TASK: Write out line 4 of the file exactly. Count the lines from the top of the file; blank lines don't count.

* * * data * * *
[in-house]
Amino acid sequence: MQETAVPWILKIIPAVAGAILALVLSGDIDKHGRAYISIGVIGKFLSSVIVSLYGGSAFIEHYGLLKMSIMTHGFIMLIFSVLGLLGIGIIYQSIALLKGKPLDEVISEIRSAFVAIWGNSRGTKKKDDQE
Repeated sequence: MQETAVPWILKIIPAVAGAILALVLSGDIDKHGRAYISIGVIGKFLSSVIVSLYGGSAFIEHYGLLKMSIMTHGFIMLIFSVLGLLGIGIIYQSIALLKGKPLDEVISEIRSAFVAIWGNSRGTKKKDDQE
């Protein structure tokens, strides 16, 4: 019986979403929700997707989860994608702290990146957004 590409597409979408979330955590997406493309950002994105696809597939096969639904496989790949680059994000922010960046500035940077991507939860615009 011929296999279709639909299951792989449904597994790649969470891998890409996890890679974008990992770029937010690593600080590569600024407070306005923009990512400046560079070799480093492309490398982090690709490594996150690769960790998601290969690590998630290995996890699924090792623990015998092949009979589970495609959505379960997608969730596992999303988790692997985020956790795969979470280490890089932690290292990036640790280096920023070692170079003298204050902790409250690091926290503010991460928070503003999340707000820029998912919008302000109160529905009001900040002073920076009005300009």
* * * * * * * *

């Protein structure tokens, strides 16, 4: 019986979403929700997707989860994608702290990146957004 590409597409979408979330955590997406493309950002994105696809597939096969639904496989790949680059994000922010960046500035940077991507939860615009 011929296999279709639909299951792989449904597994790649969470891998890409996890890679974008990992770029937010690593600080590569600024407070306005923009990512400046560079070799480093492309490398982090690709490594996150690769960790998601290969690590998630290995996890699924090792623990015998092949009979589970495609959505379960997608969730596992999303988790692997985020956790795969979470280490890089932690290292990036640790280096920023070692170079003298204050902790409250690091926290503010991460928070503003999340707000820029998912919008302000109160529905009001900040002073920076009005300009």